We reached Gilman's exactly at fajr time - 5:20 AM. Fustin gave us rough handshakes and quick one armed hugs in congratulations.
My cousin Maytham suggested we pray fajr at Gilman's. I told him kindly, in a fatherly sort of way, that he was delusional and that he should perhaps smash his head on one of the nearby boulders.
Thinking back, we could have prayed our salaat. In conditions like that, we need not have removed our boots and in the absence of water, tayyummum (ablution on earth when no water is available) could have been done on the sand.
But instead we took a three minute breather and some chocolate before telling Fustin, "Piga Uhuru Peak bwana!"
The two kilometer climb from Gilman's to Uhuru Peak (5895 meters above sea level) is much easier than pre-Gilman's. It's less steep and we're mainly navigating through large alpine rocks up a gentle slope.
Fustin started quickly, darting through the rocks. We actually had to tell him to slow down a bit but little did we know that he had a plan in mind - he wanted to get us to the peak for sunrise.
An hour later we saw our first set of glaciers -an awe-inspiring sight. Massive houses of ice, rising hundreds of feet into the air on a backdrop of cotton-candy-like clouds.
200 feet from Uhuru we got the sunrise Fustin wanted to us to see. It was a stunning moment, seeing the sun, a fiery ball of light, rising slowly from the clouds below us.
Ammar and Kumayl were the first to reach Africa's highest point. I was slow because I was having trouble breathing. Every ten steps I would stop, breathing deeply through my nose and exhaling from my mouth. I had a guide with me, asking me if I had a headache or felt like throwing up - common symptoms of altitude sickness - but I didn't feel any of that. I was just a little out of breath, which is normal when you're this high up.
But all of that is worth it once you reach that famous black and yellow signboard. The view from Uhuru Peak is, quite simply, magical.
We took pictures with the signboard - individual shots, pictures as a group, with our guides. There were other climbers there as well, those who had made it before us and others were still on their way.
We hoped that mum and the others were amongst those still on their way. It's not recommended to stay more than 20 minutes on the peak, due to the lack of oxygen up there, but we dawdled as long as we could, looking for a sign from the rest.
Finally, we decided to start coming down. But just as we had come to this decision, we saw my mum in the distance with a guide for company. Shortly behind her was my Taazim khala with Yassir mamu and another one of my cousins, who had been super sick from Kibo, not too far behind them.
We cheered them on all the way to the signboard, enveloping them in big hugs on the way. After pictures and video blogs, we began going down.
It had been nearly 40 minutes on Africa's rooftop for us four who had made it early. We were out of breath all the way down, occasionally sitting down on the rocks and gasping for air.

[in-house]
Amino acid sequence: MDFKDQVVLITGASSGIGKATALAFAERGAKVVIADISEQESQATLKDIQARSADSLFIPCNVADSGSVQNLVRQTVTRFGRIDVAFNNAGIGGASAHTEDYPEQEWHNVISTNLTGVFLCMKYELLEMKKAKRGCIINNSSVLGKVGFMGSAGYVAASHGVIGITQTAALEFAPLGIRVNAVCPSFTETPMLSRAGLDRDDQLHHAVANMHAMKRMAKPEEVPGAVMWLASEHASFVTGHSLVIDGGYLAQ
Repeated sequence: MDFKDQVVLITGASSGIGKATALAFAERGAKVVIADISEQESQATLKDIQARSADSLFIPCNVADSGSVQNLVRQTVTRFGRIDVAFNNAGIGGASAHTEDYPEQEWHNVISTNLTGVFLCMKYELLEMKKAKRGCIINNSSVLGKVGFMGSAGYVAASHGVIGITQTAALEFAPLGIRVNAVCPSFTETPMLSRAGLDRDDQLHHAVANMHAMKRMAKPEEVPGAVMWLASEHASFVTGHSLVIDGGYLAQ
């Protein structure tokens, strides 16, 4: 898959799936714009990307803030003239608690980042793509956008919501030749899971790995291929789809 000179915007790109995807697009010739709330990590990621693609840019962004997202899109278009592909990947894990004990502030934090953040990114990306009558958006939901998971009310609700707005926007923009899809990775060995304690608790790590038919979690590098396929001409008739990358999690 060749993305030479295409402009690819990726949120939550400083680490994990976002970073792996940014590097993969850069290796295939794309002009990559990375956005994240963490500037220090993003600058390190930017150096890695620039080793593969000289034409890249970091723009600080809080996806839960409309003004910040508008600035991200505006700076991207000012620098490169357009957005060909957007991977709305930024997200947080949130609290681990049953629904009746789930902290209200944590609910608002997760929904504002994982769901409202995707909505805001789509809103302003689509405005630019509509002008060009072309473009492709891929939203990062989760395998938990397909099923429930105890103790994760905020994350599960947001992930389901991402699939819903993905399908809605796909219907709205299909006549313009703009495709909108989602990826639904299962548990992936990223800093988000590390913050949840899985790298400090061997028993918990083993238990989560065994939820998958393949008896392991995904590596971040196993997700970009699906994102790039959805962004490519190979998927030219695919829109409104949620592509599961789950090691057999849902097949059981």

The way down to Kibo is a pain. Its steep, you're already so tired, and the sun is mercilessly beating down on you.
We literally ran down the sand dune part - its so steep you cant just walk down the way you came up.
Finally back at Kibo at round 9 AM, Peter greeted us with an ice cold glass of pineapple juice. God bless that guy. We were so tired that as soon as we reached Kibo, we just took off our shoes and went to sleep in our bunks.
That sleep you get at Kibo... its as if you're knocked out cold. Literally, your head hits the pillow and you're gone.
So the plan was that the porters would let us sleep for a couple of hours before waking us up for lunch, and then starting our trek back down to Horombo Huts.
Being well above 4000 meters above sea level, its not suggested that you sleep at Kibo Hut for too long. You'll go to sleep "moja ka moja" (one way, straight), the guides and porters will tell you.
At 1 PM we began our descent to Horombo. The Saddle on the way back is much easier because you're rested to a certain extent and more importantly, the group was in high spirits. Everyone was making fun of each other, cracking jokes and reminding each other how we used to barf .
We reached Horombo at 4 PM and had an early dinner before going to sleep. We would go all the way back down to Marangu Gate the next day.
Day 6- Whatever goes up must come down!
Jogging is probably the best way to go down the mountain. Its steep, and theres no point testing your knees by braking regularly.
We passed Mandara Huts at 11 AM ish and stopped for lunch halfway to Marangu Gate. At 3 PM, we were back where it all started five eventful days ago.
Had it really been five days already? It seemed like just a couple of hours ago that we were all huddling around the Marangu Route sign for our first group picture.
Back at the Kilimanjaro National Park parking lot, we said our final goodbyes to the porters, cooks, and guides, who had served us magnificently during our climb. We tipped them each a decent amount before they sang us the famous Kilimanjaro Song (see video blog Day Six).
VLOGS (video blogs)
Day One -unarguably my worst vlog of the trip. i actually said "mandara route" instead of "marangu route." atrocious to the point of repulsive.
Day Two -getting there, but i held my ipod the wrong way!
Day Three -not bad, not bad at all. maybe the lack of company helped
Day Four -we're not on the move so its easier and Day Four part two - altitude probably getting to me.
In case you missed it earlier, here's the link to my Kili photo album.